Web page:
When I started graduate school in 1990, I was 24 years-old, and a newlywed of six months. I was one of the only married students in my class of 13 students. I had never lived out of the Seattle area having grown up in Renton, WA and attended college at the University of Washington in Seattle. I was one of only two six children to move more than a one hour long drive from my parents’ house. My younger brother, James and his wife, Meagan lived in South Bend, Indiana for three years while she was in law school at Notre Dame. But everyone knew that they were moving back and in fact they moved the day after her commencement.

At that time, I was planning to become a professor and knowing how few universities there are in the Pacific Northwest, I did not think I would ever again be more than a visitor to the part of the country I love so much. I remember at our first grad student orientation meeting, asking our department chair questions to clarify when the school breaks and vacations would be. She and my classmates probably thought I was a lazy student! The truth was that I was anxious and already homesick. I wanted reassurance that I would see my family again. All of these transitions, not to mention the fact that my childhood dog has passed at age 15 on my wedding day, created an abrupt take off to independence.

There were also the cultural adjustments. I had only been to the East Coast once not counting my changing planes in New York on the way to and from my honeymoon, from which I had just returned a week or so earlier. I had never been to the South and by that I mean the southeastern part of the U.S., which for cultural reasons, does not include Florida. (Having subsequently lived in north central Florida, I beg to differ.)

The first cultural adjustment was the humidity. It was August in North Carolina. I had just been in the dessert near the Egyptian/Sudanese border. This is one of the hottest places on Earth during the hottest time of the year. You know when people say, “It’s not the heat, it’s the humidity?” Word.

Okay, I know what you are thinking. Humidity is not culture; humidity is climate. Well, I believe that it impacts the culture there. The humidity in the South is like a character in a story. At night, walking outdoors among the outlines of live oaks and hanging Spanish moss, it feels like a seductive and exotic embrace. During the day, it is brutal, relentless, and soul-crushing. Life is lived, as much as possible, in air conditioned environments during the hot time of the year.

The second adjustment was the fact that I was only one of three students in my entire program who was from the West Coast. There was only one other student, Steve Geller, who was from Seattle but he was an advanced student who quickly left the area to complete his internship. Five years after I moved back to Seattle, I coincidentally became his office mate in our neighborhood of West Seattle, until he moved to Hawaii in the summer of 2013.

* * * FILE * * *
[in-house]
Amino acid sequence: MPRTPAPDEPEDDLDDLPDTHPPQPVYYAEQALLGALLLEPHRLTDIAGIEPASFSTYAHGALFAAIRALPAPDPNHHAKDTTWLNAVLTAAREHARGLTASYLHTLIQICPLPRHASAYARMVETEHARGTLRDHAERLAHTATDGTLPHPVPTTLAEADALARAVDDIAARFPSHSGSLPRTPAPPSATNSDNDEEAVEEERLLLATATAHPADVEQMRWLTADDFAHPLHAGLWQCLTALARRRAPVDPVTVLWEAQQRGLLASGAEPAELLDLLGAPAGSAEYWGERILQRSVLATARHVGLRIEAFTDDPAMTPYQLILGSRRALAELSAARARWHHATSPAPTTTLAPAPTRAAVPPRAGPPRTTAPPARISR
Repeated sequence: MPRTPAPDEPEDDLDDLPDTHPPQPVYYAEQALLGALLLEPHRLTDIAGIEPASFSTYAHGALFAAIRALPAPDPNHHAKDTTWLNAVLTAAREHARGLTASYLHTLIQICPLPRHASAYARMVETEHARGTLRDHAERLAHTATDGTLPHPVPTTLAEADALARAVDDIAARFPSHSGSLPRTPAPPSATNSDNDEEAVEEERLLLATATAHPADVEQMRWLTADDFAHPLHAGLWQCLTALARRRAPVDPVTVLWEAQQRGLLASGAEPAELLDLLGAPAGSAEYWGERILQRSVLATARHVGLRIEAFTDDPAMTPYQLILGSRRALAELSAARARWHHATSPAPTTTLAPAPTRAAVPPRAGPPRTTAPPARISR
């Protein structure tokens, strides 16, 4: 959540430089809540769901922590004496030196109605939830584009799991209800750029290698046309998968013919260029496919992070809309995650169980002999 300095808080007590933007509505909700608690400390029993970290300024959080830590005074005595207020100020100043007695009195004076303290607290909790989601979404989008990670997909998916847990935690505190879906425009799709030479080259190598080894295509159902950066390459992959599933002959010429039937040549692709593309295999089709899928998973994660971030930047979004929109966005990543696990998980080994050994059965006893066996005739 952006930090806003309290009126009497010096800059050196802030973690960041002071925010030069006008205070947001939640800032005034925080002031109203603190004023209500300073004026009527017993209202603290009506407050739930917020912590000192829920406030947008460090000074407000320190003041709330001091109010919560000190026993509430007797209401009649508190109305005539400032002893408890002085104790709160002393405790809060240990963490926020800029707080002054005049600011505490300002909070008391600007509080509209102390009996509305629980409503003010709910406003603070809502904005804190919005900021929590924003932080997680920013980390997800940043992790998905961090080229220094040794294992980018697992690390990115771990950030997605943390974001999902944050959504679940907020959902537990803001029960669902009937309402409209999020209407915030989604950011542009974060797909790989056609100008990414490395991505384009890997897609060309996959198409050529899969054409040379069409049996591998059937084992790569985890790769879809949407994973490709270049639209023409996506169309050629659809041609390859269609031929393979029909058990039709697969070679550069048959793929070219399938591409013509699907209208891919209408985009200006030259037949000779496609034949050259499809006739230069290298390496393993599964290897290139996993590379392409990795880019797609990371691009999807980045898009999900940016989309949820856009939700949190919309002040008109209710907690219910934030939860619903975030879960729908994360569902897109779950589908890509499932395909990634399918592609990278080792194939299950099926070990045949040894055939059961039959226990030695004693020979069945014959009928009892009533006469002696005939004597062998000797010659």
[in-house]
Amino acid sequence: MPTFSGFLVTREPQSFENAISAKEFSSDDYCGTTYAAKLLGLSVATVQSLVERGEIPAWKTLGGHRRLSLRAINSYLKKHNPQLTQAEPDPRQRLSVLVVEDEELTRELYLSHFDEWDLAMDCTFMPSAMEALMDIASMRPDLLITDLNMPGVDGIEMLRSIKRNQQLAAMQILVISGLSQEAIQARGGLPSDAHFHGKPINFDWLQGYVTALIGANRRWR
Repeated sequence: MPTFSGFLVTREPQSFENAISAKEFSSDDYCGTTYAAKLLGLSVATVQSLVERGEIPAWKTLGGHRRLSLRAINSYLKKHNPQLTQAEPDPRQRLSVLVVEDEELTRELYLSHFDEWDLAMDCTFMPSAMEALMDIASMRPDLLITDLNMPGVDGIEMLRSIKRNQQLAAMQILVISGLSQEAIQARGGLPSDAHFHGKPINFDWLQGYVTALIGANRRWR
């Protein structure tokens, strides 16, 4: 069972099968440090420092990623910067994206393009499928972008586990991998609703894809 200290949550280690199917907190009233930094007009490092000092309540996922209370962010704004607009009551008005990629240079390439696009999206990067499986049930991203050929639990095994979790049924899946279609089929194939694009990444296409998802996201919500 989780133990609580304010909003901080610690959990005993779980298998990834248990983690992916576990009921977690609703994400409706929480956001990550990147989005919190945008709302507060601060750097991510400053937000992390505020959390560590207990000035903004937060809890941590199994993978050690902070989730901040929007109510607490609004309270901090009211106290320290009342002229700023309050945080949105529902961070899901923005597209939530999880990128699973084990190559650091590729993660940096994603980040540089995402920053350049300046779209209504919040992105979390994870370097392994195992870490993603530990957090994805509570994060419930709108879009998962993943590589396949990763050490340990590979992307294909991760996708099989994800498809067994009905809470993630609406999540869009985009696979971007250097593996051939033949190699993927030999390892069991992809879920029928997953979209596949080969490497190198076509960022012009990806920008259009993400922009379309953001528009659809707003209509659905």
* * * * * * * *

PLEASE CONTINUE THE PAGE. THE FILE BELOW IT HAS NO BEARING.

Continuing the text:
Chapel Hill is a lovely colonial college town. We don’t have colonial era architecture in Seattle. The oldest homes and buildings are from the late 1800’s and those are rare indeed. I only know of one, which is the oldest home in Seattle and the site of a small museum. In Seattle, we have totem poles that old but even Native American artifacts are not in great supply at least in western Washington due to wood being the most plentiful building material and our wet climate. Things rot. To see the old buildings in Chapel Hill, with their red brick that mirrors the color of the Georgia clay in the soil, was a lovely treat, like living in an outdoor museum.

My husband and I adjusted to living in North Carolina. In fact, we loved living there and would have considered settling there. We loved the rich history of contemporary fiction. I remember attending a short story reading in a converted 1700’s barn in Fearrington Village. These were authors who used words that painted characters with deeply saturated hues. And the music of the language was stunning. I loved it. To this day, some of my favorite authors are contemporary southern writers. Anyone who says, “Southerners are stupid” needs to pick up a damn book.

And maybe it has something to do with all of the eccentric, strong women in southern literature that allow my strong personality made waves in the South, it was not as bad as one might predict, though part of that may have been because I was in academia, an environment in which I have felt comfortable being direct and opinionated.

The last adaptation was adjusting to being in one of the most rigorous Ph.D. programs in the country. Psychology is a funny discipline. At the bachelor’s level, it is considered one of the easiest degrees to obtain. Now I took a more rigorous course of study to obtain a B.S. instead of a B.A. but even so my husband’s undergraduate program in computer science was so much harder than mine. But at the doctoral level, especially in clinical psychology, which requires both research and clinical training, psychology is a really hard course of study. Good God, the first semester kicked my ass. And it wasn’t that I performed poorly academically, it was just that I felt that I was working all of the time and running scared. For a while, I feared that I would be kicked out of the program. One of my classmates, who was an older student and therefore wiser said, “Elizabeth, you are solidly passing all of your classes (we did not get A, B, C… type grades). Why would you get kicked out?” Thank you, Craig, wherever you are. Eventually, I became a confident student. Honestly, I loved graduate school.